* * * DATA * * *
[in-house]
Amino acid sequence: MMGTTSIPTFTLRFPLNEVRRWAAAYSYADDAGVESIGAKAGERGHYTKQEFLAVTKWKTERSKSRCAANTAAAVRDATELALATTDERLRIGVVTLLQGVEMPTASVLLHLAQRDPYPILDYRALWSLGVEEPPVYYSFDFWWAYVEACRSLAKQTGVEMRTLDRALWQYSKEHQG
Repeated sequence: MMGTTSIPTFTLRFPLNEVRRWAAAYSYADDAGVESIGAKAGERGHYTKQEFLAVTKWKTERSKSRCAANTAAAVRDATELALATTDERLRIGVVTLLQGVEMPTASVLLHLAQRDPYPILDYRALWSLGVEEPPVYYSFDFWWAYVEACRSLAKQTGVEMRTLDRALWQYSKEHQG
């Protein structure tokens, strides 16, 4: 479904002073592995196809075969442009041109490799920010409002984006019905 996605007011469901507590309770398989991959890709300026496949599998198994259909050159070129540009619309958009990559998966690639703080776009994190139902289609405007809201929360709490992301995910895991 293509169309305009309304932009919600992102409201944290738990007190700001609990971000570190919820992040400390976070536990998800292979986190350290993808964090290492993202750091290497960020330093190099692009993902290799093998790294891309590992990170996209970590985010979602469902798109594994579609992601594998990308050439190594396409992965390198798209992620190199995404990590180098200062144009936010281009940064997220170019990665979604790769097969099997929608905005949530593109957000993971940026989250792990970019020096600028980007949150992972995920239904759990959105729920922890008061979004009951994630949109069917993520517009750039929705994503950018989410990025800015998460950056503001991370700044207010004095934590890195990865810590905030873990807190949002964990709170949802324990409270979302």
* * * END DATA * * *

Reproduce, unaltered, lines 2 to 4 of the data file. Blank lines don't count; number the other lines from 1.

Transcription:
Amino acid sequence: MMGTTSIPTFTLRFPLNEVRRWAAAYSYADDAGVESIGAKAGERGHYTKQEFLAVTKWKTERSKSRCAANTAAAVRDATELALATTDERLRIGVVTLLQGVEMPTASVLLHLAQRDPYPILDYRALWSLGVEEPPVYYSFDFWWAYVEACRSLAKQTGVEMRTLDRALWQYSKEHQG
Repeated sequence: MMGTTSIPTFTLRFPLNEVRRWAAAYSYADDAGVESIGAKAGERGHYTKQEFLAVTKWKTERSKSRCAANTAAAVRDATELALATTDERLRIGVVTLLQGVEMPTASVLLHLAQRDPYPILDYRALWSLGVEEPPVYYSFDFWWAYVEACRSLAKQTGVEMRTLDRALWQYSKEHQG
């Protein structure tokens, strides 16, 4: 479904002073592995196809075969442009041109490799920010409002984006019905 996605007011469901507590309770398989991959890709300026496949599998198994259909050159070129540009619309958009990559998966690639703080776009994190139902289609405007809201929360709490992301995910895991 293509169309305009309304932009919600992102409201944290738990007190700001609990971000570190919820992040400390976070536990998800292979986190350290993808964090290492993202750091290497960020330093190099692009993902290799093998790294891309590992990170996209970590985010979602469902798109594994579609992601594998990308050439190594396409992965390198798209992620190199995404990590180098200062144009936010281009940064997220170019990665979604790769097969099997929608905005949530593109957000993971940026989250792990970019020096600028980007949150992972995920239904759990959105729920922890008061979004009951994630949109069917993520517009750039929705994503950018989410990025800015998460950056503001991370700044207010004095934590890195990865810590905030873990807190949002964990709170949802324990409270979302």